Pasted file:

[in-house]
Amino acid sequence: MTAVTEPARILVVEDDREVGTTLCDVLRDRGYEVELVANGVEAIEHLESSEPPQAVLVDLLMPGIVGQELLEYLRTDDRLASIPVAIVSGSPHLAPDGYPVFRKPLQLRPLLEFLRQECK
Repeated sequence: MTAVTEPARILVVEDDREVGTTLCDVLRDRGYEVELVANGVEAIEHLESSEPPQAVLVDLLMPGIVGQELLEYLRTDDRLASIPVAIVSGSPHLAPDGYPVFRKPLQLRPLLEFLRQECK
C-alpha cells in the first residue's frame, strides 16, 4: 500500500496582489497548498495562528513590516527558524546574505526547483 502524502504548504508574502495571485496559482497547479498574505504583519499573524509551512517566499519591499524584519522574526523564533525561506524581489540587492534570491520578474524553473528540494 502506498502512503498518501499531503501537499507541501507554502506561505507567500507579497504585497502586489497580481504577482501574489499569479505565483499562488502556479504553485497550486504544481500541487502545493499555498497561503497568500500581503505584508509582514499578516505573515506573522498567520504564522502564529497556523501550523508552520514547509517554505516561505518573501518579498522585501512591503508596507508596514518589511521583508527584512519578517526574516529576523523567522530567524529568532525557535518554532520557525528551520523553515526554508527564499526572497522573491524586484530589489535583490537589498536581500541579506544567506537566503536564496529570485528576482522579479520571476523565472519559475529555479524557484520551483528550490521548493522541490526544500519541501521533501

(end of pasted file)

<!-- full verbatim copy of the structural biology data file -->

[in-house]
Amino acid sequence: MTAVTEPARILVVEDDREVGTTLCDVLRDRGYEVELVANGVEAIEHLESSEPPQAVLVDLLMPGIVGQELLEYLRTDDRLASIPVAIVSGSPHLAPDGYPVFRKPLQLRPLLEFLRQECK
Repeated sequence: MTAVTEPARILVVEDDREVGTTLCDVLRDRGYEVELVANGVEAIEHLESSEPPQAVLVDLLMPGIVGQELLEYLRTDDRLASIPVAIVSGSPHLAPDGYPVFRKPLQLRPLLEFLRQECK
C-alpha cells in the first residue's frame, strides 16, 4: 500500500496582489497548498495562528513590516527558524546574505526547483 502524502504548504508574502495571485496559482497547479498574505504583519499573524509551512517566499519591499524584519522574526523564533525561506524581489540587492534570491520578474524553473528540494 502506498502512503498518501499531503501537499507541501507554502506561505507567500507579497504585497502586489497580481504577482501574489499569479505565483499562488502556479504553485497550486504544481500541487502545493499555498497561503497568500500581503505584508509582514499578516505573515506573522498567520504564522502564529497556523501550523508552520514547509517554505516561505518573501518579498522585501512591503508596507508596514518589511521583508527584512519578517526574516529576523523567522530567524529568532525557535518554532520557525528551520523553515526554508527564499526572497522573491524586484530589489535583490537589498536581500541579506544567506537566503536564496529570485528576482522579479520571476523565472519559475529555479524557484520551483528550490521548493522541490526544500519541501521533501